With the American Reinvestment and Recovery Act/Health Information Technology for Economic and Clinical Health (ARRA-HITECH) Act incentives expiring in just a few years, healthcare providers will likely get only one chance to qualify for the full amount of incentive payments. Thus, successful installation and operation of an electronic health record (EHR) system by the vendor becomes critical to each healthcare organization trying to achieve meaningful use. Therefore, EHR contracts must include adequate protections, safeguards, and other rights reserved for the customer, in the event that the vendor defaults or otherwise fails to perform to the provider's satisfaction. This article provides a sampling of, though by no measure all, such protections and safeguards, along with some valuable suggestions for negotiating a fair deal for both parties.
Prior to even looking at the vendor's contract, it is important to remember that everything is negotiable, and that includes price, payment terms, limitations of liability, and warranties. This fact is too often ignored. Also, some providers make the mistake of advising a vendor that it has either been selected as the winner of the request for proposal (RFP) process or that it is the “vendor of choice,” and all that remains is to enter into a contract. That is a sure-fire method to undermine one's bargaining position.
It is much more effective to select the top two vendors, then advise the preferred vendor that if negotiations break down or do not go as expected, the second choice is waiting in the wings. In some cases, a dual-track negotiation process may even be worthwhile. These methods tend to keep the pressure on the preferred vendor and generate additional concessions. Nevertheless, both parties should aim for a win-win deal and keep in mind that the purchaser and vendor will have to work together in the future for an extended period of time.
IT IS ESSENTIAL TO DETERMINE THE CORRECT TYPE OF LICENSE FOR THE ORGANIZATION'S PARTICULAR NEEDS AND PROPOSED USE. THERE IS NO SUCH THING AS A ‘STANDARD’ LICENSE.
It is essential to determine the correct type of license for the organization's particular needs and proposed use. There is no such thing as a “standard” license. For example, there are shrink-wrap licenses, typically used for off-the-shelf software; site licenses, covering a specific geographical location; enterprise-wide licenses, encompassing an entire business or institution; named user or concurrent user licenses; and application service provider (ASP) or software as a service (SaaS) licenses (also known as “cloud” licenses), governing the right to use software on a subscription-type basis. Each of these and other types of licenses has its own inherent set of unique issues that must be carefully analyzed and dealt with.
INSIST ON MUTUAL CONFIDENTIALITY OBLIGATIONS WITH STRICT LIMITATIONS ON THE VENDOR'S USE OF THE ORGANIZATION'S PATIENT INFORMATION.
Other license terms must also be carefully reviewed. For instance, will the license be perpetual, for a fixed term or renewable annually? Will there be a single payment of license fees or are they to be paid for as long as the license remains in effect? Does the license limit the number of users, requiring additional fees and costs as the users increase? Can you use concurrent users instead of name users? If so, negotiate additional license fees up front, rather than agreeing to pay “then current” fees in the future. Is any third-party software included in the system that may necessitate a sub-license? If all of these issues are not addressed properly, this could lead to significant problems during the term of the agreement.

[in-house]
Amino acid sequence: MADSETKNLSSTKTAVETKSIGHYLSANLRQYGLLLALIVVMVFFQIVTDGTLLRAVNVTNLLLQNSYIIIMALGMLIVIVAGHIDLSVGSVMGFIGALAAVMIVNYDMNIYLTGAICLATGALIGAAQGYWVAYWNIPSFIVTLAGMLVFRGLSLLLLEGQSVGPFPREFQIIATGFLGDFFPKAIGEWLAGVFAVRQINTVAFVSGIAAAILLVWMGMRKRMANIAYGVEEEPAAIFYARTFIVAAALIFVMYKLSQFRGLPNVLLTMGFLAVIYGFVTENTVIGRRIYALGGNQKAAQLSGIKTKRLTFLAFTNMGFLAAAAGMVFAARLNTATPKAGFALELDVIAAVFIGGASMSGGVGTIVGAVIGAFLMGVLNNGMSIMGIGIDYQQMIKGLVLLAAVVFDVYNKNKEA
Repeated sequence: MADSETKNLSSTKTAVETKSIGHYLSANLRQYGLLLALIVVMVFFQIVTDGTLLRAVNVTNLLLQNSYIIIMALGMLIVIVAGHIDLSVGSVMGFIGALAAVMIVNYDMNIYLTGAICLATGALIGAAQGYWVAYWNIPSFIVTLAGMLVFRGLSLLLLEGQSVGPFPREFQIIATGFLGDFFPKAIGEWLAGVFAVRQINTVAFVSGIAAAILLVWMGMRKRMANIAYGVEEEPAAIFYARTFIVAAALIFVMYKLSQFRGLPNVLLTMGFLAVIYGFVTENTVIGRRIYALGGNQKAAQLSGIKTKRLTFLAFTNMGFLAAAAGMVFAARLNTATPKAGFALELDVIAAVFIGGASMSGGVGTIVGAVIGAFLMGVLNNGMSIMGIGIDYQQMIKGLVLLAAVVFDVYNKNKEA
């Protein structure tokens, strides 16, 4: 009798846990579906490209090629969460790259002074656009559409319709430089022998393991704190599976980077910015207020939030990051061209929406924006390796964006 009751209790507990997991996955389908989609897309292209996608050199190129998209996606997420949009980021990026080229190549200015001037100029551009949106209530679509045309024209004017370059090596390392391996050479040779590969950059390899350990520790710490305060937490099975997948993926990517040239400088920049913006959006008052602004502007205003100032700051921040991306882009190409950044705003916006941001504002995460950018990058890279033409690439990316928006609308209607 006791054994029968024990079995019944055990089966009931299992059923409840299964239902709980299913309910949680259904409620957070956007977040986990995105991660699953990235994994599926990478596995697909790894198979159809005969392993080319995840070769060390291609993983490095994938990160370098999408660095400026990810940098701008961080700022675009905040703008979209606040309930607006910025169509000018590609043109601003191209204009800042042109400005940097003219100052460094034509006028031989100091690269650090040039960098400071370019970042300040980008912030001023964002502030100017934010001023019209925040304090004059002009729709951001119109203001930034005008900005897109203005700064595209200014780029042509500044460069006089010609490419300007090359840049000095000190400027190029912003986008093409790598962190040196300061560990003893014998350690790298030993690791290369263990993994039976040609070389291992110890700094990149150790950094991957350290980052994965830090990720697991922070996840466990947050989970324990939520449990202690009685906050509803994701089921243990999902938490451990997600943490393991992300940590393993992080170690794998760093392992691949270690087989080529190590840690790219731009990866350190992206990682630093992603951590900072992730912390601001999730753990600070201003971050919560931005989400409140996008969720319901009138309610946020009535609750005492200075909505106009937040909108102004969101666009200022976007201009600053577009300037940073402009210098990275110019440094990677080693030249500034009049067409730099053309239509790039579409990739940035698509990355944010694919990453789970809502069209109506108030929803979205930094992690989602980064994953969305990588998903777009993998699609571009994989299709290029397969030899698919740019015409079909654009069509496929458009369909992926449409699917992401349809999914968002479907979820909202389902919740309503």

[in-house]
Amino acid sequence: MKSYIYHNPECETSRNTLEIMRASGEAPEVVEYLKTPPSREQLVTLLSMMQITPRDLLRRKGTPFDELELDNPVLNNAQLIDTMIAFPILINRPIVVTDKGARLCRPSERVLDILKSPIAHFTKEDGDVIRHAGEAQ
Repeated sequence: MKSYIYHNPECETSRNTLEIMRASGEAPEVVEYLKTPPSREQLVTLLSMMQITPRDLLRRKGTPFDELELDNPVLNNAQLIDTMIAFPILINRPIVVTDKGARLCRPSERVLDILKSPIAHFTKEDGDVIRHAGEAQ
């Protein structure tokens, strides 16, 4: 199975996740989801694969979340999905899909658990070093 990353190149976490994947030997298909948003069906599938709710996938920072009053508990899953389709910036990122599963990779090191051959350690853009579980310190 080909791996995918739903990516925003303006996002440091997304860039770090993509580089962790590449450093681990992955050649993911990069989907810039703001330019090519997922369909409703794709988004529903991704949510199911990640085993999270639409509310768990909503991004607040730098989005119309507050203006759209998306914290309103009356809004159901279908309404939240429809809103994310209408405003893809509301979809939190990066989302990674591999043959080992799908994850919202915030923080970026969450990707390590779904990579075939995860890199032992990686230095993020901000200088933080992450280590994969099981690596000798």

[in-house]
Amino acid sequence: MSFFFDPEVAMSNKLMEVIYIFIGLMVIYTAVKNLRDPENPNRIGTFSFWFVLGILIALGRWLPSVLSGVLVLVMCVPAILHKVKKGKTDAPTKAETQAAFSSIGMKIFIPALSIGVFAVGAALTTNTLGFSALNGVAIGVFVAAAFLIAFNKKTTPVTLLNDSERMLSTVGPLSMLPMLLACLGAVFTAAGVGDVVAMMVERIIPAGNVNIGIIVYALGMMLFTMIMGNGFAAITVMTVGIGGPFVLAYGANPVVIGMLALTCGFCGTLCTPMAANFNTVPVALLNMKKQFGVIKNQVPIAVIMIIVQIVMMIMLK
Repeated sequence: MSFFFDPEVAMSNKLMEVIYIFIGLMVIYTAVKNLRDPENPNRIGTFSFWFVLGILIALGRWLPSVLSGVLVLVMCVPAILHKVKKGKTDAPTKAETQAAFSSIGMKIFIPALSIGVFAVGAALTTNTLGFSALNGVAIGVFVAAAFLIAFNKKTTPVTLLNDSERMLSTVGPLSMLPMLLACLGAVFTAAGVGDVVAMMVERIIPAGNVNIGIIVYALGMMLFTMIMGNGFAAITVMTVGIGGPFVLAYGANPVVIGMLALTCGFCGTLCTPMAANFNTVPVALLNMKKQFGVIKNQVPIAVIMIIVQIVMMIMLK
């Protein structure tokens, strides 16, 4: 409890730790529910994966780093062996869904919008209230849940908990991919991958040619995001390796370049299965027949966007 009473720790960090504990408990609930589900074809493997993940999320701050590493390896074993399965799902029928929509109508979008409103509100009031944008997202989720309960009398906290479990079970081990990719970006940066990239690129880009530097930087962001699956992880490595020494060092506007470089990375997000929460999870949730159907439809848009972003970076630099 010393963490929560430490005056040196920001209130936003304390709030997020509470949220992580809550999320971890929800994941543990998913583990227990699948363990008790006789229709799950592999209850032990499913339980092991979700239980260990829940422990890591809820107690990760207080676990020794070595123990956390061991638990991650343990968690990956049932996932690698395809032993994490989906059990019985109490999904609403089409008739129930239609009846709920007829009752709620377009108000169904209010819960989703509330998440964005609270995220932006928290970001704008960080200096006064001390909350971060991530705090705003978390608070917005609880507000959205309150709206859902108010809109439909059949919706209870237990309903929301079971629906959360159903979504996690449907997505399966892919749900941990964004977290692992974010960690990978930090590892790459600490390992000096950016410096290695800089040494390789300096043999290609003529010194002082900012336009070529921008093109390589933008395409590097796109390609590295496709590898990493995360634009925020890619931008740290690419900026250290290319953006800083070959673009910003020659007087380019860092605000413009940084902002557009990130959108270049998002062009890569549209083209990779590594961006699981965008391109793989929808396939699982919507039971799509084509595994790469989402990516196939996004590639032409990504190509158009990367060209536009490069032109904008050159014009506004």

CONFIDENTIALITY, PRIVACY, AND SECURITY
Another set of hidden dangers relates to confidentiality and proprietary rights. Most of the boilerplate contract terms protect the vendor's trade secrets and restrict access to the software. However, it is less common to find similar protections for the purchaser's confidential and proprietary information. Insist on mutual confidentiality obligations with strict limitations on the vendor's use of the organization's patient information.
This is especially important in light of the substantial changes to the existing Health Insurance Portability and Accountability Act (HIPAA) regime, as mandated by the HITECH Act and the accompanying regulations. Privacy and security issues are directly related to a provider's ability to amend and/or terminate the contract for a vendor's failure to comply with applicable laws; fair allocation of compliance costs; and requirements for vendors to enter into business associate agreements, where applicable.
Most vendors provide minimal to nonexistent warranties in their form contracts. It is crucial for providers to include these kinds of warranties: system compliance with functional and performance specifications; compatibility of components; viruses and disabling devices; prevention of unauthorized access or usage of system; sunset protection; availability of support/maintenance; vendor replacement of third party software; regulatory compliance; interoperability; service levels; personnel qualifications; transition, along with many other important issues.
If the vendor's product is essential to achieving meaningful use, then it should also warrant to fully cooperate with the provider to enable it to achieve meaningful use. The vendor should warrant that its product is and will remain certified by one of the Office of the National Coordinator for Health Information Technology (ONC) Authorized Testing and Certification Bodies.
Considering the compressed timelines for qualifying for the maximum incentive payments, a vendor's breach of these warranties would have a significant negative financial impact on the customer. Therefore, if a healthcare provider fails to qualify for the HITECH incentive payments because of its vendor's failure to obtain certification, inability to deliver products that enable the provider to achieve the necessary measures and objectives, remain certified or cooperate fully with its customer, the provider should be entitled to a refund of all fees paid to the vendor under the agreement and possibly additional damages as well. This will represent one of the most difficult areas to negotiate.
IF THE VENDOR'S PRODUCT IS ESSENTIAL TO ACHIEVING MEANINGFUL USE, THEN IT SHOULD ALSO WARRANT TO FULLY COOPERATE WITH THE PROVIDER TO ENABLE IT TO ACHIEVE MEANINGFUL USE.
LIMITATION OF LIABILITY AND INDEMNIFICATION